Des O'Driscoll shares the latest news from the entertainment world.
MUSIC NEWS: Though it’s been quite a while since The Beat bothered the charts, the tributes paid to vocalist Ranking Roger following his death on Tuesday underlined what an important band they were in the early 1980s.
Roger Charlery, who died from lung cancer at the age of 56, brought a reggae toasting style to a group at the forefront of the ska/2Tone movement that emerged in post-punk Britain.
Sharing vocal duties with Dave Wakeling, Roger sung on hits such as ‘Too Nice to Talk To’ and ‘Stand Down Margaret’, and formed a major part of the group’s live shows in an era when they made several trips to Ireland.
Meanwhile, we already reported that David Gilmour of Pink Floyd was putting many of his guitars up for sale and the Guardian reports that his legendary Black Strat is now on display at Christie’s in London before it will be auctioned in New York in June.
It comes with an estimate of $100,000–$150,000, with his more affordable axes beginning at $300 for a a George Washburn acoustic-electric guitar.
GIG WISE: Some extra tickets went on sale this morning for the Spice Girls at Croke Park in May.
In Cork, Maverick Sabre is at Cyprus Avenue tonight, while hip-hop fans have the option of seeing GZA from the Wu-Tang Clan at the same venue next Friday.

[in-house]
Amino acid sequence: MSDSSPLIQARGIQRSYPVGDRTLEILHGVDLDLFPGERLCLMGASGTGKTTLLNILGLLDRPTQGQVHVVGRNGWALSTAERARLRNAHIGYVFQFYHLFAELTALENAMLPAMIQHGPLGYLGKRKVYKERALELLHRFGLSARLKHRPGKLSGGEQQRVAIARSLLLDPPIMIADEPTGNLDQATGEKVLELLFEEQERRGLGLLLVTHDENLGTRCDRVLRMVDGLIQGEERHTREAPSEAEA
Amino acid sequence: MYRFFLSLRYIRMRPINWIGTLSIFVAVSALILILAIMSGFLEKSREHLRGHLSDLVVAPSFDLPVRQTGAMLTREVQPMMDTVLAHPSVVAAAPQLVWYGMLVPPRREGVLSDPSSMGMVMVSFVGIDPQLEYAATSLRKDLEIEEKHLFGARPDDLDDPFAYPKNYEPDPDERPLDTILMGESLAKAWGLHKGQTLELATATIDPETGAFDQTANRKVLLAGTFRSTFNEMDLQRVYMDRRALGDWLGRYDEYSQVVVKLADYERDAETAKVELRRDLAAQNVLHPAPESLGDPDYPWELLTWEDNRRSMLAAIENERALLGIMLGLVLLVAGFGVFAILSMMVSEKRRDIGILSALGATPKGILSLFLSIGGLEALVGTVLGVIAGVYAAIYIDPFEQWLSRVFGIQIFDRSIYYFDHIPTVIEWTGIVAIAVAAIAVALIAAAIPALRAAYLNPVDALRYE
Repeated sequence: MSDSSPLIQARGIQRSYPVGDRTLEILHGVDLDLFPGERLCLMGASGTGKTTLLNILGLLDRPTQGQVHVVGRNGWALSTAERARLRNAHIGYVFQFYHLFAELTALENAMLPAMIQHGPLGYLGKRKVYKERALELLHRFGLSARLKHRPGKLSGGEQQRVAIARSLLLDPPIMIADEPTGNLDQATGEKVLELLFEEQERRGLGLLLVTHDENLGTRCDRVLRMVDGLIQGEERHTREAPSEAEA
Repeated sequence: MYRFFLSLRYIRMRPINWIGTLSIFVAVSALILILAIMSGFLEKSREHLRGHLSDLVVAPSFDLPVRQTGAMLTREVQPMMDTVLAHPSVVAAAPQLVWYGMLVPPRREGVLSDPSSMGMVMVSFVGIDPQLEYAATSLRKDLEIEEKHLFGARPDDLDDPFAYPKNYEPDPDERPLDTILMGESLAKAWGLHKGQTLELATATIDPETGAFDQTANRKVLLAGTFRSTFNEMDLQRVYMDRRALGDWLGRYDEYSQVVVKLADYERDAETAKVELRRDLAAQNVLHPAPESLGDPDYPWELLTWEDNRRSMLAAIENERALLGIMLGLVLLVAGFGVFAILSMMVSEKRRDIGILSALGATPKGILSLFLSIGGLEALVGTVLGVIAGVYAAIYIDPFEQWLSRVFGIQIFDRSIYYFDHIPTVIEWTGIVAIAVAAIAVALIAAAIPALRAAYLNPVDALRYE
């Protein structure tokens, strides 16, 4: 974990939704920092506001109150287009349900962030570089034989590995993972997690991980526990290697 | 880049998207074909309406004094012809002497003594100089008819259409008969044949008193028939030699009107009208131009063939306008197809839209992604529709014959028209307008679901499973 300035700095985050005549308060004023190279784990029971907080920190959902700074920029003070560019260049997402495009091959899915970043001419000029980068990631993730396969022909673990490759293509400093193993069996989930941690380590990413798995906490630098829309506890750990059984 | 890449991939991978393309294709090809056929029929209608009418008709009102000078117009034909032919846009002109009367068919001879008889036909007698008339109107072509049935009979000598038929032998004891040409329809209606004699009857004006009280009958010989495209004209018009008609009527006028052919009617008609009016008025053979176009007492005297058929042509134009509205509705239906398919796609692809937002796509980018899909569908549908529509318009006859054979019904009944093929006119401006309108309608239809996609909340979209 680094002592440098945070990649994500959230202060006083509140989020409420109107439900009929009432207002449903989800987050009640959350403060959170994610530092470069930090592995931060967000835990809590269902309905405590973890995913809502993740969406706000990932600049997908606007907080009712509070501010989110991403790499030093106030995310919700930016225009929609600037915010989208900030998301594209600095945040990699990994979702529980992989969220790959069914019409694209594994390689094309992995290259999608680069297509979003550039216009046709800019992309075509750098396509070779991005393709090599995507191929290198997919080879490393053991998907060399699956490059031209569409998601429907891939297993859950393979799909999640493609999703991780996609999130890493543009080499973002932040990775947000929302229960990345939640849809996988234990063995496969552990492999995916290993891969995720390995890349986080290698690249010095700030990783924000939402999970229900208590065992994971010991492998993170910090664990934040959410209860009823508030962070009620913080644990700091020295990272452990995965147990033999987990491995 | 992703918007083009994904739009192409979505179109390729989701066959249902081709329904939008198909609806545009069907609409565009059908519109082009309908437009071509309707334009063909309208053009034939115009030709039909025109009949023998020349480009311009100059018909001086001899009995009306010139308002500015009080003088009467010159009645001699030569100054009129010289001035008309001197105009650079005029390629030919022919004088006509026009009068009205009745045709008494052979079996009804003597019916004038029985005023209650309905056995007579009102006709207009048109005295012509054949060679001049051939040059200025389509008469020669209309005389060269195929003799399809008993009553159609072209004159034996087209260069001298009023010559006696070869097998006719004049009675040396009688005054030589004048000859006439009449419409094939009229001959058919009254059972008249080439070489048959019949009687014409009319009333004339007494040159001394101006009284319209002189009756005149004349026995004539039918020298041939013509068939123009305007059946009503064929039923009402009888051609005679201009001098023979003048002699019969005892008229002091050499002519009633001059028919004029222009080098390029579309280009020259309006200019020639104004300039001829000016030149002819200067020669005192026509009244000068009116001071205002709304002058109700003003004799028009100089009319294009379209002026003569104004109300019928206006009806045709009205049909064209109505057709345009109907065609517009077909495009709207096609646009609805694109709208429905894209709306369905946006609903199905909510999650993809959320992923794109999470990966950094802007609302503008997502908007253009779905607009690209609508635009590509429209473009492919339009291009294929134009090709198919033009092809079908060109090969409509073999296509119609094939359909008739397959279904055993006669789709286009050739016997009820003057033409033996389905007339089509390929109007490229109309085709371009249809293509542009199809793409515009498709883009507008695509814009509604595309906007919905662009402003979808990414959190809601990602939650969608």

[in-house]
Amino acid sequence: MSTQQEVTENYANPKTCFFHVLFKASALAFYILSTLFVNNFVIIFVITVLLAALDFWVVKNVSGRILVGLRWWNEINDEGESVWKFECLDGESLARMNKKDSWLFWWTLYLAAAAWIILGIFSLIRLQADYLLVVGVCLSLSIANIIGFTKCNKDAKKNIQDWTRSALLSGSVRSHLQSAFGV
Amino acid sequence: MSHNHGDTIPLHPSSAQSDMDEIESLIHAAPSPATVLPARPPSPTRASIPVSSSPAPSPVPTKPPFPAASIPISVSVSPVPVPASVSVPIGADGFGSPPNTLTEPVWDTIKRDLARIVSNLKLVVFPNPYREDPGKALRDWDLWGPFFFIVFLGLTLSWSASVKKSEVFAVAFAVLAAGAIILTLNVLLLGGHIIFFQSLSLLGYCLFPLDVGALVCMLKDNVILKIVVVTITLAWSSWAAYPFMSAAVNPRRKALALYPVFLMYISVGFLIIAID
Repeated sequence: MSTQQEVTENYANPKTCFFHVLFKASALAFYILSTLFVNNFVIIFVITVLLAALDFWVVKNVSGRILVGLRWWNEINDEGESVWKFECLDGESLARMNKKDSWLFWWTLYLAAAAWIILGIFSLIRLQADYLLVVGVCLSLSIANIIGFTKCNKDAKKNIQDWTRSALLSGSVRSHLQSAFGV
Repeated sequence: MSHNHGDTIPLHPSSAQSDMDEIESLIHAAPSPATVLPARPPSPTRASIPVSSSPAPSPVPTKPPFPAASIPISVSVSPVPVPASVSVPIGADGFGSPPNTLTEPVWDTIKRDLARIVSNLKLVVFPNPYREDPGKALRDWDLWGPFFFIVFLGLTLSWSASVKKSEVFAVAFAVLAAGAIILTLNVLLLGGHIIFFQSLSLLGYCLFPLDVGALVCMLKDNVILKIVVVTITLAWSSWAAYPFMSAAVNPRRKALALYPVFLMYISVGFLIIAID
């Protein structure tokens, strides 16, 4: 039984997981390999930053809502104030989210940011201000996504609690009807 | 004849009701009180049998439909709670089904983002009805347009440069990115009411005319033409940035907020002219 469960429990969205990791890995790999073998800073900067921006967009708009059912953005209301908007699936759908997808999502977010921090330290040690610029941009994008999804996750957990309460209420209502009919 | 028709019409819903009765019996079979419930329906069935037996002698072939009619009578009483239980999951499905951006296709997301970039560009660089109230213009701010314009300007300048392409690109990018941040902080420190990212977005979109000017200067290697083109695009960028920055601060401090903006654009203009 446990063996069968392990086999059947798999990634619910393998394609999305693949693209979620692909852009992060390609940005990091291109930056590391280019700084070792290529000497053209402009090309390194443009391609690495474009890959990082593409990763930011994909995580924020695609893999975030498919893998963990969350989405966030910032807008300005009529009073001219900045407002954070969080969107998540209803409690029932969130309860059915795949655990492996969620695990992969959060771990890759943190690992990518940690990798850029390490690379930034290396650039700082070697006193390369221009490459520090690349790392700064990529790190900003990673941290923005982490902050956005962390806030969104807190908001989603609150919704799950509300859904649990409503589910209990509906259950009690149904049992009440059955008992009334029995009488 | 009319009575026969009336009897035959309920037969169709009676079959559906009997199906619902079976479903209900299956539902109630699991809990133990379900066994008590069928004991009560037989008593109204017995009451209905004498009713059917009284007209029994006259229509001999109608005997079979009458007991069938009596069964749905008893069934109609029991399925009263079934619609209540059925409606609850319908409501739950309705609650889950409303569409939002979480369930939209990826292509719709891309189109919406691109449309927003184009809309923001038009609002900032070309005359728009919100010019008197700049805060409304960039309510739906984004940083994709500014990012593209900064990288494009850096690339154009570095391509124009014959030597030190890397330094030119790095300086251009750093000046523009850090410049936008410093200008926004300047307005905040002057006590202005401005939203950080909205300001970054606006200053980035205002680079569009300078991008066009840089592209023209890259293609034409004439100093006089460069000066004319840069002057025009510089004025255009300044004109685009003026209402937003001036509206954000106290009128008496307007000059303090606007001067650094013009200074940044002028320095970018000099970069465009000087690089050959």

Cork Sound Fair continues with its boundary-pushing line-up across the weekend, while there’s more conventional fare at Ballymaloe Grainstore on Friday, April 12, courtesy of Hudson Taylor.
CORK MIDSUMMER: Leeside’s main arts festival has announced two more impressive events for its June 14-23 run.
The Cork Proms will take place at the city’s Opera House over three nights. It takes its cue from the famed BBC concerts, with themed nights: classical favourites; American musicals; and pop tunes.
On the theatre front, Corcadorca will again team up with playwright Enda Walsh for a new play, The Small Things, to be performed at the Old Waterworks on the Lee Road. Stars include, Pauline McLynn.
FILM TIPS: Dumbo has been getting very mixed reviews from grown-up critics, but we’re not sure they’re ones who really count. Either way, Tim Burton’s live-action take on the tale of the flying elephant is in cinemas from today.
Another option is The Man Who Wanted To Fly, a documentary on eighty-something bachelor farmer Bobby Coote, who finally fulfills his dream of taking to the air.
Horror fans in Cork can catch the theatrical cut of Alien at the Triskel tonight, part of a 40th-anniversary of Ridley Scott’s classic from 1979.
From Sunday, the same venue has documentary Unquiet Graves, which looks at the killings of over 120 civilians in Armagh and Tyrone from 1972 to 1978, involving members of the police and British army.
Cork Cine Club at St John’s also has a documentary next Thursday.
Willem Dafoe narrates Mountain, exploring why the raised areas are so attractive to climbers and others.
ON THE TELLY: The biggie this weekend is the launch of season five of Line of Duty to BBC One on Sunday.
Jed Mercurio may have drawn bigger audiences with his Bodyguard drama last year, but the tale of the AC-12 police corruption unit, led by Supt Ted Hastings (Irish actor Adrian Dunbar), also has a huge constituency of hardcore fans to stay with its long story arcs and convoluted plots.
Also, the first episode of the final series of Game of Thrones is due on April 14/15, but you’ll probably have a tough job avoiding spoilers until then, not least with the European premiere being held in Belfast a few days before the broadcast.